DO NOT USE circuit breakers intended for house wiring! They are not designed for marine use and are not ignition protected.
DO protect all circuits.
The only exception is the starter motor circuit.
Location of Overcurrent Protection
The fuse or circuit breaker must be within seven inches (17.8 cm) of the source of power.
Exception 1. If it is physically impractical to put the fuse or circuit breaker within seven inches of the source of the power it can be up to 40 inches (101.6 cm) away, if the wire is contained for it's entire length between the source of power and the circuit breaker, in a sheath or an enclosure.
This has been interpreted many ways. The obvious is a conduit. But who uses conduit on a boat? Maybe on really big boats. Putting a sheath such as wire loom or heat shrink wire covering over the wire works. Some even say that wrapping it in electrical tape is ok. I think that this is really a shoddy way to do it and not very professional. There are many different wire sheaths available, some that are fire resistant. Also if the wire is in an enclosure such as a panel box or electrical box then it is ok. The whole idea here is to protect the wire in such a way that if it overheats it doesn't set the boat on fire. Here are some links so you can see what I'm talking about.
The following links are not an endorsement of these products by the author. The are just presented as examples of products available.
Exception 2. Each ungrounded output conductor from a storage battery must have a manually reset, trip free circuit breaker or fuse, unless the conductor is in the main power feed from the battery to the cranking motor. The fuse or circuit breaker must be within 72 inches (182.9 cm) of the battery, unless it has a battery disconnect switch.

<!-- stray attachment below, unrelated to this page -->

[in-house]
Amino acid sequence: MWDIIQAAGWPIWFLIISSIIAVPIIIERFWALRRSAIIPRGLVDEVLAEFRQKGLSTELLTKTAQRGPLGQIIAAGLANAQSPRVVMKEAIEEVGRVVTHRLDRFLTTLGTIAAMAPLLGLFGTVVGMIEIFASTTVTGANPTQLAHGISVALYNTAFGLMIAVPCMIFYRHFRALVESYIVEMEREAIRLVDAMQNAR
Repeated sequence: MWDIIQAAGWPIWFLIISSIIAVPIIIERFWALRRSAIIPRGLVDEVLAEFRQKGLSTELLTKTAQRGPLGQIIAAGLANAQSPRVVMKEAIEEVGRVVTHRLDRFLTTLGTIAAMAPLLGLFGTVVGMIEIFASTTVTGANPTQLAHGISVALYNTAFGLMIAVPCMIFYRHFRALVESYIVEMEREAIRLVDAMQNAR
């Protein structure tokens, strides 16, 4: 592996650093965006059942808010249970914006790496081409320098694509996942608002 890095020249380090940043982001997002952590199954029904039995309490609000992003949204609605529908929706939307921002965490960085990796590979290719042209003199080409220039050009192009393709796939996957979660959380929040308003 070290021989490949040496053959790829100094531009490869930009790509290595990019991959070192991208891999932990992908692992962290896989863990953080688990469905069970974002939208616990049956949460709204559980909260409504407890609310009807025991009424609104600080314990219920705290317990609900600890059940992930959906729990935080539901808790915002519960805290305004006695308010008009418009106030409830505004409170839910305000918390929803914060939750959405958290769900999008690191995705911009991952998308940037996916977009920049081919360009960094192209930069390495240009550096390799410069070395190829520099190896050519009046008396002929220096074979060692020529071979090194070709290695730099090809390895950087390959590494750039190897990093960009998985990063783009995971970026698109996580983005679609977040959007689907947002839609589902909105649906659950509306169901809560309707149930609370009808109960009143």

The above distances are measured along the wire. In other words we are talking about wire length, not the straight line distance from the power source to the fuse or circuit breaker. Also note, this is only in the output conductor (wire) from the battery to the cranking motor (starter). The obvious solution here is to install a battery switch as close to the battery as possible and that is what most boats have. Just make sure you use a good quality UL listed switch. There are a lot of cheap, poor quality fakes on the market. Buy a good brand name. Why? Because a lot of current flows through this switch, and when the switch is thrown sometimes arcing occurs. You want a switch that can stand up to this. I have seen cheap ones that melted or caught fire.
Sizing Circuit Breakers or Fuses:
Circuits of less than 50 volts: (DC Circuits)
A circuit breaker or fuse should not be rated for more than 150% of the amperage that the circuit is rated for. Suppose you have a 30 amp circuit. Then the circuit breaker or fuse should be no more than 45 amp. This is so it will blow, but not blow for the occasional spike in current that occurs when you first turn on a piece of equipment. You don't want it rated higher than this because then the wire may burn before the breaker trips.